To understand how human behavior has evolved through time and responds to local environments, human behavioral ecologists collect data on populations across the world. Globally, people are choosing to have fewer children than in the past. Some countries are still dealing with overpopulation, but an even larger number are dealing withpopulation aging and fear of depopulation. Understanding decisions about how many children to have is important in today’s world and is the focus of my research. To examine how family size is changing, researchers calculate total fertility rate, which is specific to a given year and is calculated as the total number of children that would be born to a female if she were to give birth at that particular year’s age-specific fertility rate for each age. This is a value that represents the fertility of females at all ages in a particular year but does not represent any particular person (since a real person experiences fertility across many years). I conducted fieldwork in rural Bolivia, a place where the total fertility rate was approximately 6 children per woman in 1970 but fell to only 3 children per woman by 2013 (World Bank 2022). By interviewing people who live in communities that are undergoing rapid changes in fertility rates, I attempt to understand how people make decisions about family size.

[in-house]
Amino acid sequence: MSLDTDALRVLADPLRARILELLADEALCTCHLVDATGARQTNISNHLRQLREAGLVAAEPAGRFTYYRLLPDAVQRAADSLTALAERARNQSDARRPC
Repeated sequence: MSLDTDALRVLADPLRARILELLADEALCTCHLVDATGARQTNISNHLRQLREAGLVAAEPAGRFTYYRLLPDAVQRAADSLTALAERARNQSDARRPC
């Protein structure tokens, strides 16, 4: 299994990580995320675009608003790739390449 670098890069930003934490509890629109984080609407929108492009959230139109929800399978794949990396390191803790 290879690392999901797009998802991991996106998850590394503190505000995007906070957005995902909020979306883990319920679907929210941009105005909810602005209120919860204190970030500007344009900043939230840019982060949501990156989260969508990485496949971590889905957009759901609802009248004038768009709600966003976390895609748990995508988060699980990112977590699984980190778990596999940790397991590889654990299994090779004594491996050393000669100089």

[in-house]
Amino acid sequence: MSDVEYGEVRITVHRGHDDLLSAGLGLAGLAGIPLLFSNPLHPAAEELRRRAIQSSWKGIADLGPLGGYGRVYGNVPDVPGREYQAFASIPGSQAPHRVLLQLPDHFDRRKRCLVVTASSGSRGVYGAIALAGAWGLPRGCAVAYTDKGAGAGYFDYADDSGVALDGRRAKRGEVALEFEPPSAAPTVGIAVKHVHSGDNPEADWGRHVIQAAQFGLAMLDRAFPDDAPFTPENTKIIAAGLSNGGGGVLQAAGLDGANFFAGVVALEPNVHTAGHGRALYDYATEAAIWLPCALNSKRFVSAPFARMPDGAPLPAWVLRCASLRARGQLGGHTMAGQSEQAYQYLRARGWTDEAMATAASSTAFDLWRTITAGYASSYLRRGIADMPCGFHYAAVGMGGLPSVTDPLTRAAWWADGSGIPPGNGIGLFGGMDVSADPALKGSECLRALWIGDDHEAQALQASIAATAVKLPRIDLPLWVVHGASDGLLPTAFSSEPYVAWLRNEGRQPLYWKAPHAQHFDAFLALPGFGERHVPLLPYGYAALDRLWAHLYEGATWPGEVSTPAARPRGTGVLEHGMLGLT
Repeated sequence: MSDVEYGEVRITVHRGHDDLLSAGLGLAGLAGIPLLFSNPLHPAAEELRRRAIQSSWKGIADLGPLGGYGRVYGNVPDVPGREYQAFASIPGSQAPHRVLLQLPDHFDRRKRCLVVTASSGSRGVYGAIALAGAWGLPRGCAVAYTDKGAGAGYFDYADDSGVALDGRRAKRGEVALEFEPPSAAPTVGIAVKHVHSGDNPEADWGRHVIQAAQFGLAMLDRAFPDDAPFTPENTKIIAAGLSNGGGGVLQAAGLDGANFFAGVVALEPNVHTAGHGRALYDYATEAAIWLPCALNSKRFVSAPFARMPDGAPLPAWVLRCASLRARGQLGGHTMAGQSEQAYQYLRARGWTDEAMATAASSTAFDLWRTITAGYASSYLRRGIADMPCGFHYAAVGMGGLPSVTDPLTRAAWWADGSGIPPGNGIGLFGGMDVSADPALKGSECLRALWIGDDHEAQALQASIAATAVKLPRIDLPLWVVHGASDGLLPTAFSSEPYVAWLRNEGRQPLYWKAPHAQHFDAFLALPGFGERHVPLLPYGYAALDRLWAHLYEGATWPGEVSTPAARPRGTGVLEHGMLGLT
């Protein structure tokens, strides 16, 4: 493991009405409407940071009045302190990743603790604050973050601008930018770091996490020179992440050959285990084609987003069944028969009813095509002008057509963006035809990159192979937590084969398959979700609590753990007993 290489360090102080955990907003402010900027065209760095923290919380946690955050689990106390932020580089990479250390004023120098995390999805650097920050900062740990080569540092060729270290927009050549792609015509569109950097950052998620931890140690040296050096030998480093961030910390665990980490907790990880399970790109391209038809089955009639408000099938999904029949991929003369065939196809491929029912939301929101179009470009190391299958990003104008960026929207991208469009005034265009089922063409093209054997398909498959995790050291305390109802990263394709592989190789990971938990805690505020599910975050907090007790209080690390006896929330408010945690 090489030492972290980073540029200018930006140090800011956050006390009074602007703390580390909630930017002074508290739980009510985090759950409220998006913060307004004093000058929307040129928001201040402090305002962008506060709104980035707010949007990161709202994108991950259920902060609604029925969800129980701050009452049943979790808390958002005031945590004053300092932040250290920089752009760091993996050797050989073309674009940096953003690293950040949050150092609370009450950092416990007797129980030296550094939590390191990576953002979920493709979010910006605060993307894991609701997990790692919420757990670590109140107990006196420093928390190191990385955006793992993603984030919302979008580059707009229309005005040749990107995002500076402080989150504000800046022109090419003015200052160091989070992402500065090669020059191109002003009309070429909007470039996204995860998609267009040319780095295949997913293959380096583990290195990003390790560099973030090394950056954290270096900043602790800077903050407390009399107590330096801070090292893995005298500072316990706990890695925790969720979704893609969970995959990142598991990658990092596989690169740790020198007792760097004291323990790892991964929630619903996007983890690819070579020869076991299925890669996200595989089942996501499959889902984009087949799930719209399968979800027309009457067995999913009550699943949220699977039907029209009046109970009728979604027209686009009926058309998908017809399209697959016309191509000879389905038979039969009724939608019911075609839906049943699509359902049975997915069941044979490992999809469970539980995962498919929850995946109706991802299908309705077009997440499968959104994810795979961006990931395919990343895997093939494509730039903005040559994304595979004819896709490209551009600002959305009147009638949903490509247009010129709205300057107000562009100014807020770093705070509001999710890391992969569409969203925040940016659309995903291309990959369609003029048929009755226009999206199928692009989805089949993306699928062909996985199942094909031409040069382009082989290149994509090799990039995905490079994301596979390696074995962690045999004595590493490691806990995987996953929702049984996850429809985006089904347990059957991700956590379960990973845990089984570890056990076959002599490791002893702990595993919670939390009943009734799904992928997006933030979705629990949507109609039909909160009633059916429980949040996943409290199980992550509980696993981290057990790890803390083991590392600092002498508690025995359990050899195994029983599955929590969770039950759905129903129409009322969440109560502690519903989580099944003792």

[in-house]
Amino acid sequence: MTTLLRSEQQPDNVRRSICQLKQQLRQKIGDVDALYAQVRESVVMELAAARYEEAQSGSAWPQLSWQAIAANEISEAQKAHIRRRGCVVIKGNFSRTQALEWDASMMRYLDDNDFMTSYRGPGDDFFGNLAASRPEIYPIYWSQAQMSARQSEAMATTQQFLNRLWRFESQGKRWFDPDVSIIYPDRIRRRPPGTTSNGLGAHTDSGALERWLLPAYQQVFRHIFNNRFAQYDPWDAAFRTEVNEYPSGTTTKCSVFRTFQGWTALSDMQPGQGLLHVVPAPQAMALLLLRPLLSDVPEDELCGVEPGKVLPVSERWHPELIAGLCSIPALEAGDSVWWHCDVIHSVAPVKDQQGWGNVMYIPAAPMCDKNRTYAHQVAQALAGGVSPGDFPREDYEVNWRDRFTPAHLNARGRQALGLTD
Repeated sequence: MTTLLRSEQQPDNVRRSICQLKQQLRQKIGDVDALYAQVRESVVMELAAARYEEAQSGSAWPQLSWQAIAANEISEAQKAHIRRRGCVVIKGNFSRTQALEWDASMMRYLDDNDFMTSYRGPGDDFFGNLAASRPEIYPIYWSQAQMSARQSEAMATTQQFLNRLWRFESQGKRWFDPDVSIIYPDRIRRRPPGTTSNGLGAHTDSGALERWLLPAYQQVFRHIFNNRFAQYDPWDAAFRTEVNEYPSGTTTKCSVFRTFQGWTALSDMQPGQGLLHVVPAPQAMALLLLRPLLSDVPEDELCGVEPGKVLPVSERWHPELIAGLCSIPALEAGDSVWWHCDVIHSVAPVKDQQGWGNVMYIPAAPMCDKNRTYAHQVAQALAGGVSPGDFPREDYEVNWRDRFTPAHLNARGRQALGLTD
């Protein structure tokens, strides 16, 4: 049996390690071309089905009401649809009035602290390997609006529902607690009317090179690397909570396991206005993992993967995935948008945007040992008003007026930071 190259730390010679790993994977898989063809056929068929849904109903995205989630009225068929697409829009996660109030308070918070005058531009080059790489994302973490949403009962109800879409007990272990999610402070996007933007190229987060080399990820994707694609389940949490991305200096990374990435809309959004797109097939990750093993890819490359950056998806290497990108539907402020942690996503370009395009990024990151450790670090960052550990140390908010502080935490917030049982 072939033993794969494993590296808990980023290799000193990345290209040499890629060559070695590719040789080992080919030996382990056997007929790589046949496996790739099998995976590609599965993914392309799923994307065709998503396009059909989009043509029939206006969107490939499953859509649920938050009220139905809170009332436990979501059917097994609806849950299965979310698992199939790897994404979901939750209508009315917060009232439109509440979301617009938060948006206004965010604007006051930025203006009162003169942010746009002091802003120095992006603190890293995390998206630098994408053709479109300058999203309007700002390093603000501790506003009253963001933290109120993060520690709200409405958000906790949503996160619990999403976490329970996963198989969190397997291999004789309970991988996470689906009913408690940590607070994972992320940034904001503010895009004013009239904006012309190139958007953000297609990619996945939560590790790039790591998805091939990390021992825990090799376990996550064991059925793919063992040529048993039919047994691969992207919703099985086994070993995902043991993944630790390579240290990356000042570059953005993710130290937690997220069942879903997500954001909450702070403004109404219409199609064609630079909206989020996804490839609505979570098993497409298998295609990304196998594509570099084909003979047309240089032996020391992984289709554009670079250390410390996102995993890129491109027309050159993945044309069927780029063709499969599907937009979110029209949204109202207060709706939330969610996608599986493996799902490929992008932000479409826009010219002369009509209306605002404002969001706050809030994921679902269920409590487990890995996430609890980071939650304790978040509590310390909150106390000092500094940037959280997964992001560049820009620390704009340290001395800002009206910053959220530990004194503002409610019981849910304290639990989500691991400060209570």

Figure C.8 shows me walking from house to house during my fieldwork in Bolivia. My interviews with over 500 Bolivian women found that those who had more education or those who expected their children to go further in school had fewer children and that family size was similar across groups of friends (Snopkowski and Kaplan 2014). While the conflict between work and childcare is particularly difficult for parents in postindustrialized contexts, in this rural Bolivian community, most women were able to integrate their daily work with childcare. For instance, a woman may own a shop where she could engage in childcare and run the shop simultaneously. To fully understand human behavior cross-culturally, we need to examine many different societies. Using large datasets collected in 45 different countries, my collaborator and I were able to examine how factors such as education and wealth may have different effects on fertility across the world (Colleran and Snopkowski 2018). Our results showed that in every country surveyed, more education for women was associated with having fewer children, but the effect of wealth varied. In countries with high fertility, more wealth typically associated with more children, but in countries with low fertility, more wealth was typically associated with fewer children. These results show that as people have access to more education and choose to educate themselves and their children, small families will become the norm everywhere in the world.